RGL
Realistic Graphics Lab
EPFL Logo

The Layer Laboratory: A Calculus for Additive and Subtractive Composition of Anisotropic Surface Reflectance

Conditionally accepted to Transactions on Graphics (Proceedings of SIGGRAPH 2018)

All ma­ter­i­als in this ren­der­ing of an in­teri­or scene were gen­er­ated us­ing the tech­niques pro­posed in this art­icle. In­sets on the left side re­veal the cor­res­pond­ing lay­er struc­tures, which make use of dielec­tric and con­duct­ive mi­cro­fa­cet mod­els, scat­ter­ing and ab­sorb­ing volumes, and meas­ured ma­ter­i­als ac­quired us­ing dense go­nio-pho­to­met­ric meas­ure­ments.

Abstract

We present a ver­sat­ile com­pu­ta­tion­al frame­work for mod­el­ing the re­flect­ive and trans­missive prop­er­ties of ar­bit­rar­ily layered an­iso­trop­ic ma­ter­i­al struc­tures. Giv­en a set of in­put lay­ers, our mod­el syn­thes­izes an ef­fect­ive BSDF of the en­tire struc­ture, which ac­counts for all or­ders of in­tern­al scat­ter­ing and is ef­fi­cient to sample and eval­u­ate in mod­ern ren­der­ing sys­tems.

Our tech­nique builds on the in­sight that re­flect­ance data is sparse when ex­pan­ded in­to a suit­able fre­quency-space rep­res­ent­a­tion, and that this prop­erty ex­tends to the class of an­iso­trop­ic ma­ter­i­als. This sparsity en­ables an ef­fi­cient mat­rix cal­cu­lus that ad­mits the en­tire space of BSD­Fs and con­sid­er­ably ex­pands the scope of pri­or work on layered ma­ter­i­al mod­el­ing. We show how both meas­ured data and the pop­u­lar class of mi­cro­fa­cet mod­els can be ex­pressed in our rep­res­ent­a­tion, and how the pres­ence of an­iso­tropy leads to a weak coup­ling between Four­i­er or­ders in fre­quency space.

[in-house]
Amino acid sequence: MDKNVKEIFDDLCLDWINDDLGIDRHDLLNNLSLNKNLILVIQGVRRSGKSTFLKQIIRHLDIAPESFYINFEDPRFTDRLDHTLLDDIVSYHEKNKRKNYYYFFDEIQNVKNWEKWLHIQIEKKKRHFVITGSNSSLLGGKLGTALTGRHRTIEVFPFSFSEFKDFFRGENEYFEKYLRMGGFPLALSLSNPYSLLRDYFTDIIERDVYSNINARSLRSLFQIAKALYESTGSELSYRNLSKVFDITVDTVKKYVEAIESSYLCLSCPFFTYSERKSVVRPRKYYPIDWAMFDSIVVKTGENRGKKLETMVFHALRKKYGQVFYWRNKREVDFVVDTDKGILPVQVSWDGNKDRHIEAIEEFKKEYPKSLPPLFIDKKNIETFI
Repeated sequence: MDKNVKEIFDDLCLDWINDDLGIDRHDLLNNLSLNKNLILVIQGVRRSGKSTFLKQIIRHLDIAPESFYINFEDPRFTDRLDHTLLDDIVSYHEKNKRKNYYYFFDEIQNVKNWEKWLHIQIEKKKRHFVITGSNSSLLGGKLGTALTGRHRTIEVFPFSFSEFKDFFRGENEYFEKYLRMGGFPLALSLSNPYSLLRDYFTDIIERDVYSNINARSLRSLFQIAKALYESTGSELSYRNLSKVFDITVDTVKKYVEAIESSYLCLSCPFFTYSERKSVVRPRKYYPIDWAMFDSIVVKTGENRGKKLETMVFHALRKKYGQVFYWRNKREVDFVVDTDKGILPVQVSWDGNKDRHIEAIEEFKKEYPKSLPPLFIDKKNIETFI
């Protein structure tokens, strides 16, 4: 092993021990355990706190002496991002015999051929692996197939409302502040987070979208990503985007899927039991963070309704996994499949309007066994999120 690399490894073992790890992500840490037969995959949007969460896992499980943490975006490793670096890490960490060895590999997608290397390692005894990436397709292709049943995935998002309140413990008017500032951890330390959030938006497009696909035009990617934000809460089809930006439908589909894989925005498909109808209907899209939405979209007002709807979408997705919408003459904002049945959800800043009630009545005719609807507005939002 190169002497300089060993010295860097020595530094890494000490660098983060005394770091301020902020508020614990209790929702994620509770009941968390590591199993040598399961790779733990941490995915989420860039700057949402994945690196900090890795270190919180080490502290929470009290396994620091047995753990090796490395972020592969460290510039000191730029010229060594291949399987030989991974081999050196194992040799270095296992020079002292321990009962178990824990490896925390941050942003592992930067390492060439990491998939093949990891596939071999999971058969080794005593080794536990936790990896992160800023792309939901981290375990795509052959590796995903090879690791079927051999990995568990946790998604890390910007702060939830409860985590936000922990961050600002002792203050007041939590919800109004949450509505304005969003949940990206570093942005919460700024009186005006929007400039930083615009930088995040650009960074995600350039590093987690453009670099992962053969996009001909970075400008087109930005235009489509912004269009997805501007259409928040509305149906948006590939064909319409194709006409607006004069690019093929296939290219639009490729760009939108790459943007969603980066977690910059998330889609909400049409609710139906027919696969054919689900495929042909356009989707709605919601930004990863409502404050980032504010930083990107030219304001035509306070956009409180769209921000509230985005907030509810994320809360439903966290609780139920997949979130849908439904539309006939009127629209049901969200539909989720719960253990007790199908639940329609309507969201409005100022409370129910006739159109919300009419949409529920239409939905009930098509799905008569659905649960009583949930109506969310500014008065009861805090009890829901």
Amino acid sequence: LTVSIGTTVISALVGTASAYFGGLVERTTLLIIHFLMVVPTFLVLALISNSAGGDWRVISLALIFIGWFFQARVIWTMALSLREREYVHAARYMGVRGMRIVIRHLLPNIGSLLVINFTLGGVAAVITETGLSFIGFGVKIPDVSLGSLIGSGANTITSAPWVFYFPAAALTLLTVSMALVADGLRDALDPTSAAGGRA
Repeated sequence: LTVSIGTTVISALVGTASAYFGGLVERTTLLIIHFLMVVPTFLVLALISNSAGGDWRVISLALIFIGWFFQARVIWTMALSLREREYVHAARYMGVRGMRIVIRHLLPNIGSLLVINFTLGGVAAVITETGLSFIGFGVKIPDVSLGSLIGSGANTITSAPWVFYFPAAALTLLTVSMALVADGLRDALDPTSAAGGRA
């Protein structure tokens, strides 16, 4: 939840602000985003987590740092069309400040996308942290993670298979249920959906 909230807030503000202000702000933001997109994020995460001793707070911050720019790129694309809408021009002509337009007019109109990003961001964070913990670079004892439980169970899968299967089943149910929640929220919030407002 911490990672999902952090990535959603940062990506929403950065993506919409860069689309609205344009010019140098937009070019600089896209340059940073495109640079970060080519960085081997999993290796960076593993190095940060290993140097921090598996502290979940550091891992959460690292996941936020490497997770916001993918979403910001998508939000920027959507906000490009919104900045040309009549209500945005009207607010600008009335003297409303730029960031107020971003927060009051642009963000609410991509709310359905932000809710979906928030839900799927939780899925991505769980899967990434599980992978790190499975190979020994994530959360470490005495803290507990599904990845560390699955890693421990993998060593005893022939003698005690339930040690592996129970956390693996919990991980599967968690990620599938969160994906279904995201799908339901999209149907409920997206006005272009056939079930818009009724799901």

In ad­di­tion to ad­dit­ive com­pos­i­tion, our mod­els sup­ports sub­tract­ive com­pos­i­tion, a fas­cin­at­ing new op­er­a­tion that re­con­structs the BSDF of a ma­ter­i­al that can only be ob­served in­dir­ectly through an­oth­er lay­er with known re­flect­ance prop­er­ties. The op­er­a­tion pro­duces a new BSDF of the de­sired lay­er as if meas­ured in isol­a­tion. Sub­tract­ive com­pos­i­tion can be in­ter­preted as a type of de­con­vo­lu­tion that re­moves both in­tern­al scat­ter­ing and blur­ring due to trans­mis­sion through the known lay­er.

We ex­per­i­ment­ally demon­strate the ac­cur­acy and scope of our mod­el and val­id­ate both ad­dit­ive and sub­tract­ive com­pos­i­tion us­ing meas­ure­ments of real-world layered ma­ter­i­als. Both im­ple­ment­a­tion and data will be re­leased to en­sure full re­pro­du­cib­il­ity of all of our res­ults.

Figures